Herd recalls pain of 2012 loss to UAB
HUNTINGTON, W.Va. - Marshall's bowl-less 2012 concluded with a season-ending loss at East Carolina, but the true demise probably came two weeks earlier at Birmingham's Legion Field.
The scene at the "Old Gray Lady" was painful for the Thundering Herd. With the usual small crowd cheering the hosts from the University of Alabama at Birmingham, the Blazers lined up and knocked Herd defenders off the ball, again and again and again.
And if you could hear, you knew who carried the ball. With increasing volume, the "Darrin Reaves!" exhortation bounced around the sleepy neighborhood surrounding the old stadium, making one wonder if the announcer was going to blow out his vocal cords.
Reaves rushed for 94 of his 184 yards in the fourth quarter of the Blazers' 38-31 win. He carried seven times in the 11-play, 80-yard drive that put the game away, gaining 2, 7, 18, 5, 0, 10 and 17 yards. That last rush resulted in a touchdown, a 38-24 lead giving MU only 2:50 left for a futile rally.
"Yeah, there are some bad memories," said cornerback Monterius Lovett. "They just physically beat us."
The loss to ECU wasn't an upset. The UAB result was, and it proved to upset the Herd's bowl hopes.
The anguish lingers, and will do so right up to kickoff of the MU-UAB game at noon Saturday at Joan C. Edwards Stadium. Marshall (5-3, 3-1 Conference USA) has a chance to clinch that elusive bowl berth with three games to spare, and to keep pace in the East Division race.
Herd players know what's coming Saturday, and it's not exactly "Air Blazer." Last week at Legion Field, UAB (2-6, 1-3) nearly pounded out an upset of Middle Tennessee, losing on an 18-yard field goal with 3 seconds left.
The Blazers switched from pocket passer Austin Brown to the more mobile Jonathan Perry and threw only nine times. They ran 56 times, plenty enough for Reaves to rush for 111 yards and a touchdown and Jordan Howard to romp for 154. The Blazers hogged the ball for 38-plus minutes, keeping an offense that scored 51 points against Marshall off the field.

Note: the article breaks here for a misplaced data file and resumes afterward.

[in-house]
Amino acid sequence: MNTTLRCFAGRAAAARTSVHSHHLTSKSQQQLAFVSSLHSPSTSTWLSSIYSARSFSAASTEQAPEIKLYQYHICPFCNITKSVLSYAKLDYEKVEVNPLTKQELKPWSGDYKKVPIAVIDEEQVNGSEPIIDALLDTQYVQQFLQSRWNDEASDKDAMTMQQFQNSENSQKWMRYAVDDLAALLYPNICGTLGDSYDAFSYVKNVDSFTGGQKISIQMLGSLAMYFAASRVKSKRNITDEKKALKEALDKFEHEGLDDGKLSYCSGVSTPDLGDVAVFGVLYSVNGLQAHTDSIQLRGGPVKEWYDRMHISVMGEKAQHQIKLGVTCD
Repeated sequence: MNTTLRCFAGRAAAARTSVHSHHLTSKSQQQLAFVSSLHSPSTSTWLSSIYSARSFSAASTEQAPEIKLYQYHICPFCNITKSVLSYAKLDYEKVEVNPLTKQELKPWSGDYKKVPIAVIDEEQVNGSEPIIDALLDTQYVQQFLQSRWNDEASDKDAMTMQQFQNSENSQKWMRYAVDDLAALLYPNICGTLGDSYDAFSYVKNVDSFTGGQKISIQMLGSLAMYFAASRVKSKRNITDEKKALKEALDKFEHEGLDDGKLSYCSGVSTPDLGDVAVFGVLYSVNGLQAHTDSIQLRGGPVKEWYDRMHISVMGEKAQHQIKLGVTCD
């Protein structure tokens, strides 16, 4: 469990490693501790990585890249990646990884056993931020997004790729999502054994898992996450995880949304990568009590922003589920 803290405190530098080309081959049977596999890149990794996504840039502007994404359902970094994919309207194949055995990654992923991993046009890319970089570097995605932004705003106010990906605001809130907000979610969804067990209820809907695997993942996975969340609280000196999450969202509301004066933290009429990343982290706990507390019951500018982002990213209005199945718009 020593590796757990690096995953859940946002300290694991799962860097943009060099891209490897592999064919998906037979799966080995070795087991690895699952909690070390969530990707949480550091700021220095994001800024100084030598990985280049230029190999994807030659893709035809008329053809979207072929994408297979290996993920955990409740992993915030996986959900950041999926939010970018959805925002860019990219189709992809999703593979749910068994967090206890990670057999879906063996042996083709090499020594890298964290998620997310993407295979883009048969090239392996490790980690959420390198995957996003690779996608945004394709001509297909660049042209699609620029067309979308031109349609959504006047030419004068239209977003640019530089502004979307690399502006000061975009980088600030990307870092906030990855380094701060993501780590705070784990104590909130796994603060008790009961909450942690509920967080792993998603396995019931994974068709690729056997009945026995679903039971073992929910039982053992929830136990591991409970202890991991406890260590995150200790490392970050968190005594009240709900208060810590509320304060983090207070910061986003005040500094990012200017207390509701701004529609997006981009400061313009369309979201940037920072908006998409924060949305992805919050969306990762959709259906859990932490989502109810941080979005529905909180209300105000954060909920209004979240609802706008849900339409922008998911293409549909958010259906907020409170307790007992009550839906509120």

Reaves is a solidly built 5-foot-10, 210-pound junior who is on pace to get close to his 1,037 rushing yards of 2012. But Howard has rushed for 650 yards, right behind Reaves' 678, and has 403 yards on 55 carries over the last three games.
The freshman from Gardendale, Ala., is even bigger at 6-1, 228, and was named the Birmingham News North/East Player of the Year as a high school senior. His presence means the Herd now faces two fresh runners who apparently don't dance through holes.
"We preparing quite well for Reaves, and we have respect for that guy," said defensive end Alex Bazzie. "And not only him, all the backs they have. We have a lot of respect for them because they're downhill, power runners."
This rematch of machismo stands to be an interesting test for the Herd. Part of it is the different venue, Edwards Stadium; part of it is the improvement in the Herd's defense. The 308-yard disaster at MTSU dropped the Herd to fourth in C-USA at 138.6 rushing yards per game, but that still beats the 203.1-yard kelly green sieve of a year ago.
More impressive is the Herd's 78-yard average at home. Sure, those four opponents have involved two winless teams, an FCS team and 4-5 Texas-San Antonio, but those teams might have run well on the 2012 Herd defense anyway.
Linebacker Evan McKelvey was rehabilitating his knee injury last year, but has watched the film of that UAB game and he didn't like it any better than those who took part.
"Last year, there were a lot of individual players on that team," McKelvey said. "When you have a lot of individual players, teams start to break down. This year, we have a lot more team players and if you work together, stuff becomes a whole lot easier."
Stuff like "run fitting," which the Herd struggled with in the MTSU game. Tackling wasn't great in that game, either, as Bazzie estimated the missed-tackle count as 13-15.
But most games, that number is less than 10, which is a weekly goal. And this MU team is a whole lot better tackling in the open field - on that count, players give a lot of credit to defensive coordinator Chuck Heater.
"Coach Heater stressed that a lot, that you have to make plays in the open field," Bazzie said. "We stress that - we've got to win our one-on-ones when we're facing an opponent. We just practice a lot with bending our knees and then getting in a football position, bowing your neck and keeping your head up when you make a tackle, and that's allowing our guys to see what they're hitting."
Then again, you don't want to make too many open-field tackles on Reaves and Howard. Getting a good push, filling the right gaps and old-fashioned effort will be the order of the day.
"All we've got to do is keep hitting him and hopefully slow him down from there," said defensive end Ra'Shawde Myers. "At least 10 to 11 heads to the ball."
Reach Doug Smock at 304-348-5130, firstname.lastname@example.org or follow him at twitter.com/dougsmock.